The United States announced Friday it will pay French pharmaceutical company Sanofi and Great Britain’s GlaxoSmithKline up to $2.1 billion to test and produce 100 million doses of an experimental coronavirus vaccine.
More than half of the money will support further development and early-stage clinical trials to ensure it is safe and effective. The rest will pay for the first 100 million doses, with an option on 500 million more.
The majority of the $2.1 billion will go to Sanofi, which made the vaccine candidate. GlaxoSmithKline made a booster that improves how the body responds to it.
The deal is part of Operation Warp Speed, a White House-led initiative aimed at getting a vaccine to stop SARS-CoV-2, the virus that causes COVID-19. The Trump administration initiative has now spent more than $8 billion on experimental vaccines that may or may not make it across the finish line.
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They are being manufactured “at-risk” — before they’re licensed. If any of the vaccines aren’t approved, the stockpiled doses will be destroyed.
The companies are collaborating with the U.S. Department of Health and Human Services and the Department of Defense to scale up their manufacturing capabilities in the United States.
Sanofi’s experimental vaccine uses DNA and a never-released experimental vaccine against the SARS virus. Phase 1 and Phase 2 clinical tests of the candidate vaccine will begin in September, said Thomas Triomphe, global head of Sanofi Pasteur, Sanofi’s vaccine wing.
The potential vaccine could begin Phase 3 studies, the final phase before licensing, by the end of 2020. If it’s shown to be safe and effective, the companies anticipate seeking regulatory approval in the first half of 2021.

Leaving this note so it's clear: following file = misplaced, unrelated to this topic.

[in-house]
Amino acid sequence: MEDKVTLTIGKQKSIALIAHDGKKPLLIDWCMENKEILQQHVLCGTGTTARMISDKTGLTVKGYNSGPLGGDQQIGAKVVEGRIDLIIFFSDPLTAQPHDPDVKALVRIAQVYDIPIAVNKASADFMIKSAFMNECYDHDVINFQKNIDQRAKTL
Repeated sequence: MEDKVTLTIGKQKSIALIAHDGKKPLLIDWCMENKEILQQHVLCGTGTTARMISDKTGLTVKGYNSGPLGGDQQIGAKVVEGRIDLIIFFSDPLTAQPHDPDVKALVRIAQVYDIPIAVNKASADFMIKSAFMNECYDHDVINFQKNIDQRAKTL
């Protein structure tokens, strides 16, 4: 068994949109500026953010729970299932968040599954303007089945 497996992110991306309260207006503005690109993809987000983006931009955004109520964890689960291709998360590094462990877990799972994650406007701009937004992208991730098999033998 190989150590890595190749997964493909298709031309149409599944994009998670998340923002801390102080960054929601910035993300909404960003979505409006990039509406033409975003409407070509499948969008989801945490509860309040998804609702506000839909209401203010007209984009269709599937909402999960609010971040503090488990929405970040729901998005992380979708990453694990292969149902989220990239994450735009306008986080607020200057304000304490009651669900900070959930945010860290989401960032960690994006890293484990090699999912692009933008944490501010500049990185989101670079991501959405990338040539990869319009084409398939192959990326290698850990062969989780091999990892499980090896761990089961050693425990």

This is the fourth deal in which the federal government has committed to buy doses if companies develop successful coronavirus vaccines.
Under an agreement struck in May, British-Swedish firm AstraZeneca would receive $1.2 billion for 300 million doses. In July, a $1.95 billion deal was announced with U.S.-based Pfizer for 100 million doses. And Maryland-based Novavax announced in July it would receive $1.6 billion from the government to fund development, testing and 100 million doses of its vaccine candidate.
“The portfolio of vaccines being assembled for Operation Warp Speed increases the odds that we will have at least one safe, effective vaccine as soon as the end of this year,” Health and Human Services Secretary Alex Azar said in a written statement.
The latest deal has “the potential to bring hundreds of millions of safe and effective doses to the American people,” he said.
Sanofi and GSK said they are committed to making the vaccine available globally and are building up manufacturing capabilities to produce up to 1 billion doses per year.
The DNA-based vaccine candidate is one of two the companies are working on. The other is a messenger RNA vaccine, the same type being developed by Moderna.
For the second one, they anticipate beginning Phase 1 testing by the end of 2020 and plan to have a vaccine ready to begin regulatory approval in the second half of 2021, the companies said.